Confidence is a dangerous trade. It allows people to be taken advantage of and trust to be used as a currency. Men like Irving Rosenfeld (Christian Bale) uses what people project on him, what big-time opportunities they want. The lies stare them right in the face, but the perks are far too much to resist. People see what they want to see. As American Hustle opens, Irving plants himself in front of a mirror and carefully crafts an image for himself, assembling his comb-over, putting on his shades and sealing the deal with a crushed velvet suit. If a con is to work, everything must be presentable.
Irving has built a reasonable life for himself. He owns a chain of dry cleaning shops, deals questionable art and makes even more questionable deals, but he knows his limits. He doesn’t push his luck and his life is ultimately better for it. That is, until he comes across Sydney Prosser (an absolutely alluring Amy Adams). The two bond over Duke Ellington and very quickly see kindred spirits in one another as people willing to do what is necessary to survive.
Completely entranced, Irving reveals the shadier aspects of his life to Sydney. In turn, she introduces him to her other personality, Lady Edith Greensly, a London socialite with access to many international businessmen. The two team up, pilfering $5,000 at a time from prospective clients by hawking Edith’s financial connections. Their brash schemes catch up to them when a mark reveals himself to be FBI agent Richie DiMaso (Bradley Cooper). He arrests Sydney and offers Irv a deal: work as an advisor for the FBI or watch Sydney rot in prison.
Fractures develop between Irv and Sydney almost immediately. Sydney understands that Irv would lose his adopted son if they went on the lam, but she hates that his wife Rosalyn (Jennifer Lawrence) lords it over him. Looking to make a name for himself, DiMaso pushes Irv and Sydney into going after Mayor Carmine Polito (Jeremy Renner) by dangling a fictitious Arab sheikh interested in renovating Atlantic City casinos. Each new additional wrinkle he throws into the operation leaves Irving spinning more plates than even a seasoned conman can handle.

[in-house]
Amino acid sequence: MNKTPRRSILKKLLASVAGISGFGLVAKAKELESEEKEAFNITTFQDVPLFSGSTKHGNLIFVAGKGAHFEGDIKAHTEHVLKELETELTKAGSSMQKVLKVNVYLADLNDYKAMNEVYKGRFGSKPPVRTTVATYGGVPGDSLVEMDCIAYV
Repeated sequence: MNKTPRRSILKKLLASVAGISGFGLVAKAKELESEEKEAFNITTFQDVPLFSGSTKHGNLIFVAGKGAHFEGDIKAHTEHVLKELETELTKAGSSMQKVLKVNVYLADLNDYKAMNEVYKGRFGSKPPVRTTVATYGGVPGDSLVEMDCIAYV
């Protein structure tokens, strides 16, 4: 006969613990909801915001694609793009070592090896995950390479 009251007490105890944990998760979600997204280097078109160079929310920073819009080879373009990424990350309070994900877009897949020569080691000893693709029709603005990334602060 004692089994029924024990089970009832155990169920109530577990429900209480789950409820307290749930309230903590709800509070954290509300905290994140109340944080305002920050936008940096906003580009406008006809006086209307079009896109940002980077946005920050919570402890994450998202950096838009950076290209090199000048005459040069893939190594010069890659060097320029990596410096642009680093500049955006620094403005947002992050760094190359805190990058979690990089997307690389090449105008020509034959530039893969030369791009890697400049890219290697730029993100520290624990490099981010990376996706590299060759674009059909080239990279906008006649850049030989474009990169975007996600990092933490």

Between the perms, the horrible clothing and garish design schemes, the 1970s were a hideous decade, yet the cast of American Hustle trades looking good for some outstanding performances. Christian Bale pulls a reversal of The Fighter, gaining a paunch instead of a drug habit. Irving Rosenfeld is just as showy as Dicky Eklund, but in a completely different fashion. Whereas Eklund mugged for the hell of it, Rosenfeld’s theatricality serves a greater purpose and is absolutely crucial to each ploy. Bradley Cooper and Jennifer Lawrence add some color to the mix as the wild man and the brilliantly idiotic housewife, respectively. Amy Adams also turns heads as the stunning and very calculating Sydney Prosser. It’s said of the best performances that you can see the character thinking, and Adams is no exception. She play all sides against the middle, keeping ahead of not just the other characters, but the audience as well.
David O. Russell has a gift for the farce at work in American institutions, and in American Hustle he’s created another winner. After Vietnam and Watergate, the late ’70s were a hotbed of paranoia and self-promotion, creating self-serving con artists, politicians and criminals out to get theirs at the expense of everyone else. Abscam – the real world scandal around which is loosely based – shook the United States to its core. Yet it doesn’t take too much to see the remnants left today.
A caper film destined to be included with classics like The Sting, the film has all the manic energy of Martin Scorsese in his Goodfellas-era prime. With the aid of a monstrously talented cast and a director at-tune with his most chaotic instincts, American Hustle succeeds not only in its recreation of the time, but by filling its world with unique, enthralling characters that are sure to delight audiences for a long time to come.